• and creamy and the air content should be finely distributed. There should be a quick melting effect on the palette, without greasiness or gumminess and with no gritty icy sensation. As the ice cream warms up, it should have a tendency to retain its shape, and as it melts, a creamy and not a watery serum should be formed. Flavor acceptability is governed by the quality of the ingredients that are used as well. Fruits, nuts, chocolate as well as the added flavors should be of a good quality. However, the basic flavor must come from high quality of milk and cream.
  • ICE CREAM – THE CHILLING TRUTH Ice cream, Sumptuous…….., Luscious………………., Creamy…………. Ice cream!!! Now that summer is almost here, it is time for scoops of it. But, have you ever considered what gives that delightful taste to a snowy vanilla ice cream? The real extract of orchids???? Forget it!!! The genuine vanilla that is obtained from the variety of orchids, almost never reaches the ice cream manufacturer. Instead, a synthetic substance called vanillin makes its way into the creamy stuff. Vanallin comes much much cheaper than vanilla. If a small amount of vanilla can flavor two cups of ice cream, then the same amount of vanillin can flavor 500 cups. So why should’nt the manufacturer use the cheaper stuff… the customer would never know!!!! The substitute tastes like the real thing, but it is far from harmless! This is largely because there is very little accountability for the manufacturers. Even in the US, the food and drug administration (FDA) has not forced icecream manufacturers to name all the ingredients on the labels of their products. All you get is the brand name, the Company’s name and the flavour. The small print merely says, ‘only permitted colours and flavours used. But what flavours and what colours? Icecream companies here and abroad are given carte blanche to use additives. Not surprisingly, neutralisers, stabilisers, emulsifiers, buffers, anti-oxidants, surfactants, bactericidals, synthetic colours and artificial flavours – all find their way into the gooey stuff. In 1942 the FDA had banned the use of many additives because their safety had not been verified. But oddly enough, again in 1960, it sanctioned the use of these chemicals – although there was still no proof of their safety. The fact is that surfactants, which reduce the surface tension and are wetting agents are chemicals similar to detergents. And most emulsifiers are polyoxyethylene based and have caused cancer in experimental animals. Most germicidals, anti-freeze agents and pain removers contain propylene glycol alginate – so does icecream. Why then are these products used? Animals given even minute quantities of propylene glycol alginate developed diarrhoea and some of them even died. Artificial flavours are harmful too, besides vanillin another substitute for vanilla is piperonal, which is a lice killer. Chocolate icecream contains aldehyde C 18, amylphenyl acetate, n-butyl, phenyl, veratraldehyde, and other such tongue twisters... All, strong chemicals you wouldn’t like to touch, leave alone eat. Rare are the manufacturers who use real fruit like strawberries. More usually, artificial flavours are employed. Pineapple icecream is often flavoured with ethylacetate, which is a cleaning agent for leather and textiles and whose vapours cause damage to the heart, liver and lungs. Banana icecream scarcely contains banana, but an artificial flavour – amyl acetate – which is actually a solvent for oil paint. Now you wouldn’t let your kids come anywhere near that. In the west, there are thousands of synthetic colourings which are usually coal tar dyes proven to be carcinogenic. Worse, most Indian icecreams are violently coloured to suit our flashy tastes, which just means a whole lot of colour. It’s time the government stopped being complacent about a food product that is downed by tons every day. On the positive front, Indian icecreams are believed to be more wholesome and natural and not so thoroughly soaked in synthetic additives as in the West. Even then icecream companies should be made to mention all ingredients by name on their labels, plus the date of manufacture and expected shelf life. Accountability is the only solution when it concerns the health of millions.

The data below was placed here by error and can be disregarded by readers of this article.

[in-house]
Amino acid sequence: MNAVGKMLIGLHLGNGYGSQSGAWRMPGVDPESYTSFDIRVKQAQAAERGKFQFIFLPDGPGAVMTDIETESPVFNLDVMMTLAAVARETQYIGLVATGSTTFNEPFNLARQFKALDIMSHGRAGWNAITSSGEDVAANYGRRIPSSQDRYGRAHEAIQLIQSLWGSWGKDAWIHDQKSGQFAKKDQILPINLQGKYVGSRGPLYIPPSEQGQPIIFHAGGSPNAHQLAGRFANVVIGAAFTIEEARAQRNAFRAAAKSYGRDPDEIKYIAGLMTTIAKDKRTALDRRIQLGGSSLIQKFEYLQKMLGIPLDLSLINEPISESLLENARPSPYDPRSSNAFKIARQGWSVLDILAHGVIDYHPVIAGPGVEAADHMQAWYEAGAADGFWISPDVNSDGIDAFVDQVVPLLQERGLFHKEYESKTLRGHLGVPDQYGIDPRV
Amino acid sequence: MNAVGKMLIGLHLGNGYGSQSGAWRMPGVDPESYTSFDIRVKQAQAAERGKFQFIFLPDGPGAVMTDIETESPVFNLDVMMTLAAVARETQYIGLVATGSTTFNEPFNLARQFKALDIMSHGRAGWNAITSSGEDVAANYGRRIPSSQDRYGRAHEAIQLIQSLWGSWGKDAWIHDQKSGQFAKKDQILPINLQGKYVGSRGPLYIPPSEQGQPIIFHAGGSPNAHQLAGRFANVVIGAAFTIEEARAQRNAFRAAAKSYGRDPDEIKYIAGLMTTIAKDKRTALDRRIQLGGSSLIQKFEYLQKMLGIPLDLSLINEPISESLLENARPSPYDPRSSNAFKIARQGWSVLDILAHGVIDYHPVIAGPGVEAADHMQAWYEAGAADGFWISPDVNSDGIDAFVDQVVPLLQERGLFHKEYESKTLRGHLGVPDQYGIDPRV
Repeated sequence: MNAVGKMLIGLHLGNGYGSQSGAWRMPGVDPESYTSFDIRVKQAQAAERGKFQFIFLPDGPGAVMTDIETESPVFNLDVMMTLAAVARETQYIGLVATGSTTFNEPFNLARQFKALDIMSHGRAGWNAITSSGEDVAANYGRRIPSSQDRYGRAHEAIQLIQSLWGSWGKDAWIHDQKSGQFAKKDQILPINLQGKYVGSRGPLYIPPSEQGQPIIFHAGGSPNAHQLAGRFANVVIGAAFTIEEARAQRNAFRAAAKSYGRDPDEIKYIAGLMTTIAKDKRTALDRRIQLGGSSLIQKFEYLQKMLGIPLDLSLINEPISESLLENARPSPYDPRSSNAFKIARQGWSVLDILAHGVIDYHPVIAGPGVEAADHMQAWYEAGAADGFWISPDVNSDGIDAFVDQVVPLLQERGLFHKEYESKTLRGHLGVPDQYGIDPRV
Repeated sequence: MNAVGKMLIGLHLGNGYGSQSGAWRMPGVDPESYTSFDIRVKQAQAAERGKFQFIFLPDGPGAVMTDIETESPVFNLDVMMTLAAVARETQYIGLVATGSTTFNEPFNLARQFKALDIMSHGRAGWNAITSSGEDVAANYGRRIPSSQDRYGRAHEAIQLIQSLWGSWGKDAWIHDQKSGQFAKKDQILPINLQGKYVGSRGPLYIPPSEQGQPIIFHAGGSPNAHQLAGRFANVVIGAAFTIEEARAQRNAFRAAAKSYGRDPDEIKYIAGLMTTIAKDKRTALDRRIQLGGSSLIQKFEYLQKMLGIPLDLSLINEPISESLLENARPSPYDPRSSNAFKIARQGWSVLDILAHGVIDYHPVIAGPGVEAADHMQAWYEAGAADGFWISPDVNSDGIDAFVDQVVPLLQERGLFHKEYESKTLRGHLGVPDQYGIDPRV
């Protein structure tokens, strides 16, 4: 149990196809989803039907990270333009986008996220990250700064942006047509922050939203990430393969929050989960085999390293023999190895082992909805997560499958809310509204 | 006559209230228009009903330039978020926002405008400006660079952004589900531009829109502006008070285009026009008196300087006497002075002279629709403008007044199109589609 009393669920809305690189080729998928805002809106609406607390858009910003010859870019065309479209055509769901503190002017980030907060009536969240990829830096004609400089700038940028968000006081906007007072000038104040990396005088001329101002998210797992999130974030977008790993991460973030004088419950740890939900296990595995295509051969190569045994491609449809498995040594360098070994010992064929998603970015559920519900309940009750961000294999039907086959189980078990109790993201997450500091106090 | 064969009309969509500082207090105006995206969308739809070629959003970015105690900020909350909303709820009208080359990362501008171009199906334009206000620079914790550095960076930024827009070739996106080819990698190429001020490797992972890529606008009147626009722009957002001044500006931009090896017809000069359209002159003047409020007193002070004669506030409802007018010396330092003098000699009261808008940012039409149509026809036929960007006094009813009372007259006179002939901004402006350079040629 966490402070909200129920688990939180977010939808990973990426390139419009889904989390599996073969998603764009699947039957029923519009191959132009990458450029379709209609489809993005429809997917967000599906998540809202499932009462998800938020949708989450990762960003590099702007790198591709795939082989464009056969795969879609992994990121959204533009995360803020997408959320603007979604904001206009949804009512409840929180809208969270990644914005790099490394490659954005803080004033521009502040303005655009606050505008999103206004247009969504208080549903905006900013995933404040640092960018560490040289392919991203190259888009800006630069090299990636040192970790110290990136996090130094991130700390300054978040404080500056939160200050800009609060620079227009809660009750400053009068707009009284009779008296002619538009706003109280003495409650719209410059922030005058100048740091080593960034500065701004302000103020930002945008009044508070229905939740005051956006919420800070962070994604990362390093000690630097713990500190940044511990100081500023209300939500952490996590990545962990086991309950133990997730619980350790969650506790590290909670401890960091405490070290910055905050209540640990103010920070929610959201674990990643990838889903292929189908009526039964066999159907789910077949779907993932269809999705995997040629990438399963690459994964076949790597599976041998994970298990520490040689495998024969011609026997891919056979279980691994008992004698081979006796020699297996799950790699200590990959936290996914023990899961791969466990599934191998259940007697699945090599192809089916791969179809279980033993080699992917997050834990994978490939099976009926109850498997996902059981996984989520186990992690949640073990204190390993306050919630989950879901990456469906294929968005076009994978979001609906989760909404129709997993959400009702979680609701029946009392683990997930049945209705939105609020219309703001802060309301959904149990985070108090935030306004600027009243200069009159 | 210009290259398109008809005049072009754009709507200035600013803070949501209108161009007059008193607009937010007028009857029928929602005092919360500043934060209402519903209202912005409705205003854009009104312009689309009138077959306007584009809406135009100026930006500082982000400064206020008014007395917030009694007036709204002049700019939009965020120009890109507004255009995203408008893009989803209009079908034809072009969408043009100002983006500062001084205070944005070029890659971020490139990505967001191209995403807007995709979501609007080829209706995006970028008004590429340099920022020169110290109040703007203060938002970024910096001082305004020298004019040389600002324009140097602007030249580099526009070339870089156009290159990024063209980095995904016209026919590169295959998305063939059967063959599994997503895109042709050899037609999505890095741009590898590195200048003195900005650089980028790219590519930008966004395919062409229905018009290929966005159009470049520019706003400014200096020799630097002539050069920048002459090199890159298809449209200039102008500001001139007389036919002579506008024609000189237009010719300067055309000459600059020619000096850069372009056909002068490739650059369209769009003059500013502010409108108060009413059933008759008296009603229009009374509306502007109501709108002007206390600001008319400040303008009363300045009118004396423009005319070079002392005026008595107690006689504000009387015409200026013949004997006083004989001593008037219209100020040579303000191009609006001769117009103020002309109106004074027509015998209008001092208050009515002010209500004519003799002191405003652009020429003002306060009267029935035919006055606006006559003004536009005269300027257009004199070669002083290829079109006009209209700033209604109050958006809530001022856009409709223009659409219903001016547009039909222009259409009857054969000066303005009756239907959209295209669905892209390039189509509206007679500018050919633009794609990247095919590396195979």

• VERNON COELHO ihm mumbai 2008-09